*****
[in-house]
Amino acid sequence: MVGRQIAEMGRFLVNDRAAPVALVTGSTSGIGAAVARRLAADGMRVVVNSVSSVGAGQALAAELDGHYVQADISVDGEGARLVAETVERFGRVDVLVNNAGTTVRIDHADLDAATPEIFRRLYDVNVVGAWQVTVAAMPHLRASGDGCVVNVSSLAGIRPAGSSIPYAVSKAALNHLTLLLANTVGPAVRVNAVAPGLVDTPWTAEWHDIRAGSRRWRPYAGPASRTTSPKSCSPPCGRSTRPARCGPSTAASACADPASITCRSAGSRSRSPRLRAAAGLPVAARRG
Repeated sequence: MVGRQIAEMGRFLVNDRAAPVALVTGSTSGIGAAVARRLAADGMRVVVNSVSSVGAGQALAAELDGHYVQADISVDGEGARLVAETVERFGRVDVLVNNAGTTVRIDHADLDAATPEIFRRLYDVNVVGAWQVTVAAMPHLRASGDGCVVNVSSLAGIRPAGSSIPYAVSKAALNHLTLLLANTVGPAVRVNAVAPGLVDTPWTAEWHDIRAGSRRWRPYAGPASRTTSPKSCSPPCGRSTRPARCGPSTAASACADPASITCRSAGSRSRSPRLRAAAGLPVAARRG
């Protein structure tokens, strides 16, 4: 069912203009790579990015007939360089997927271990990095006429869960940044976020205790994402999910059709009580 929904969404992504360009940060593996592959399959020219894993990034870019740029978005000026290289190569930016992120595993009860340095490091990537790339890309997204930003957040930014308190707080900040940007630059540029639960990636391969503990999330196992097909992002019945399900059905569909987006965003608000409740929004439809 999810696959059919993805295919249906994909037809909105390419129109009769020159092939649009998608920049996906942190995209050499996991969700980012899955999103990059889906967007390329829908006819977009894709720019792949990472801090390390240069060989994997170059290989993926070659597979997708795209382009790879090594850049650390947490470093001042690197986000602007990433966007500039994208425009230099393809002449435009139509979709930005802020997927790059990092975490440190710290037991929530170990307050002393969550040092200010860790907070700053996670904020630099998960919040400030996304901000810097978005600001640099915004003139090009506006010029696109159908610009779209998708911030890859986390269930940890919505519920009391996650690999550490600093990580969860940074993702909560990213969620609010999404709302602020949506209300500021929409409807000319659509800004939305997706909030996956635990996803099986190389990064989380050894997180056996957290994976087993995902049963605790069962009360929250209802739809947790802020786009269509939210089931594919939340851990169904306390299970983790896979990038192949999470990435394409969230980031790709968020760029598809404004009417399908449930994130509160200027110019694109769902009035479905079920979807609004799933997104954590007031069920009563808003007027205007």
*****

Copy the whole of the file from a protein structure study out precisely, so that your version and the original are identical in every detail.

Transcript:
[in-house]
Amino acid sequence: MVGRQIAEMGRFLVNDRAAPVALVTGSTSGIGAAVARRLAADGMRVVVNSVSSVGAGQALAAELDGHYVQADISVDGEGARLVAETVERFGRVDVLVNNAGTTVRIDHADLDAATPEIFRRLYDVNVVGAWQVTVAAMPHLRASGDGCVVNVSSLAGIRPAGSSIPYAVSKAALNHLTLLLANTVGPAVRVNAVAPGLVDTPWTAEWHDIRAGSRRWRPYAGPASRTTSPKSCSPPCGRSTRPARCGPSTAASACADPASITCRSAGSRSRSPRLRAAAGLPVAARRG
Repeated sequence: MVGRQIAEMGRFLVNDRAAPVALVTGSTSGIGAAVARRLAADGMRVVVNSVSSVGAGQALAAELDGHYVQADISVDGEGARLVAETVERFGRVDVLVNNAGTTVRIDHADLDAATPEIFRRLYDVNVVGAWQVTVAAMPHLRASGDGCVVNVSSLAGIRPAGSSIPYAVSKAALNHLTLLLANTVGPAVRVNAVAPGLVDTPWTAEWHDIRAGSRRWRPYAGPASRTTSPKSCSPPCGRSTRPARCGPSTAASACADPASITCRSAGSRSRSPRLRAAAGLPVAARRG
């Protein structure tokens, strides 16, 4: 069912203009790579990015007939360089997927271990990095006429869960940044976020205790994402999910059709009580 929904969404992504360009940060593996592959399959020219894993990034870019740029978005000026290289190569930016992120595993009860340095490091990537790339890309997204930003957040930014308190707080900040940007630059540029639960990636391969503990999330196992097909992002019945399900059905569909987006965003608000409740929004439809 999810696959059919993805295919249906994909037809909105390419129109009769020159092939649009998608920049996906942190995209050499996991969700980012899955999103990059889906967007390329829908006819977009894709720019792949990472801090390390240069060989994997170059290989993926070659597979997708795209382009790879090594850049650390947490470093001042690197986000602007990433966007500039994208425009230099393809002449435009139509979709930005802020997927790059990092975490440190710290037991929530170990307050002393969550040092200010860790907070700053996670904020630099998960919040400030996304901000810097978005600001640099915004003139090009506006010029696109159908610009779209998708911030890859986390269930940890919505519920009391996650690999550490600093990580969860940074993702909560990213969620609010999404709302602020949506209300500021929409409807000319659509800004939305997706909030996956635990996803099986190389990064989380050894997180056996957290994976087993995902049963605790069962009360929250209802739809947790802020786009269509939210089931594919939340851990169904306390299970983790896979990038192949999470990435394409969230980031790709968020760029598809404004009417399908449930994130509160200027110019694109769902009035479905079920979807609004799933997104954590007031069920009563808003007027205007």